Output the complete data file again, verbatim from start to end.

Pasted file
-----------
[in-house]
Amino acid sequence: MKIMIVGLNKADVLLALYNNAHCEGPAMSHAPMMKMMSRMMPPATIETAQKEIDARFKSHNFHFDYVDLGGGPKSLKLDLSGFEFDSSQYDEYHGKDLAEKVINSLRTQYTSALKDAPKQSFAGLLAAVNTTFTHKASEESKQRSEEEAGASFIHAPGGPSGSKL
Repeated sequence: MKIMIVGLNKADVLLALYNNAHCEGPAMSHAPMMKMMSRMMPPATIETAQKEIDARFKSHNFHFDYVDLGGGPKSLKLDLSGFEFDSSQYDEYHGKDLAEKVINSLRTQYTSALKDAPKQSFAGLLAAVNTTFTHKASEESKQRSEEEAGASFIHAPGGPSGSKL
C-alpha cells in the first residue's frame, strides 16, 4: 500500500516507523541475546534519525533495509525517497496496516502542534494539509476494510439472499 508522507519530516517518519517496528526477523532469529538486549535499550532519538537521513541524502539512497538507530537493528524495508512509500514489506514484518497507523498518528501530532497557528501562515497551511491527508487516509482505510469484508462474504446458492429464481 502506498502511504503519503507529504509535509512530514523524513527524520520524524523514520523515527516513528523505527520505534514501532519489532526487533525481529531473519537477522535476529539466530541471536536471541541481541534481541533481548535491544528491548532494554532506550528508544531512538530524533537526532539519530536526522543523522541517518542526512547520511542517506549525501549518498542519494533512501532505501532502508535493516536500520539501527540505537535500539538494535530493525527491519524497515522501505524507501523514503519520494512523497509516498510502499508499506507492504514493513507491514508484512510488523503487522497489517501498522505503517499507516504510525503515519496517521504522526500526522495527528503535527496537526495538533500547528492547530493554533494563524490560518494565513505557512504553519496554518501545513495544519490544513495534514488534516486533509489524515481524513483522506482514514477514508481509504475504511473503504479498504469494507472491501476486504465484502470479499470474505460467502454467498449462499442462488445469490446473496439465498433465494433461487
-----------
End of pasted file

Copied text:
[in-house]
Amino acid sequence: MKIMIVGLNKADVLLALYNNAHCEGPAMSHAPMMKMMSRMMPPATIETAQKEIDARFKSHNFHFDYVDLGGGPKSLKLDLSGFEFDSSQYDEYHGKDLAEKVINSLRTQYTSALKDAPKQSFAGLLAAVNTTFTHKASEESKQRSEEEAGASFIHAPGGPSGSKL
Repeated sequence: MKIMIVGLNKADVLLALYNNAHCEGPAMSHAPMMKMMSRMMPPATIETAQKEIDARFKSHNFHFDYVDLGGGPKSLKLDLSGFEFDSSQYDEYHGKDLAEKVINSLRTQYTSALKDAPKQSFAGLLAAVNTTFTHKASEESKQRSEEEAGASFIHAPGGPSGSKL
C-alpha cells in the first residue's frame, strides 16, 4: 500500500516507523541475546534519525533495509525517497496496516502542534494539509476494510439472499 508522507519530516517518519517496528526477523532469529538486549535499550532519538537521513541524502539512497538507530537493528524495508512509500514489506514484518497507523498518528501530532497557528501562515497551511491527508487516509482505510469484508462474504446458492429464481 502506498502511504503519503507529504509535509512530514523524513527524520520524524523514520523515527516513528523505527520505534514501532519489532526487533525481529531473519537477522535476529539466530541471536536471541541481541534481541533481548535491544528491548532494554532506550528508544531512538530524533537526532539519530536526522543523522541517518542526512547520511542517506549525501549518498542519494533512501532505501532502508535493516536500520539501527540505537535500539538494535530493525527491519524497515522501505524507501523514503519520494512523497509516498510502499508499506507492504514493513507491514508484512510488523503487522497489517501498522505503517499507516504510525503515519496517521504522526500526522495527528503535527496537526495538533500547528492547530493554533494563524490560518494565513505557512504553519496554518501545513495544519490544513495534514488534516486533509489524515481524513483522506482514514477514508481509504475504511473503504479498504469494507472491501476486504465484502470479499470474505460467502454467498449462499442462488445469490446473496439465498433465494433461487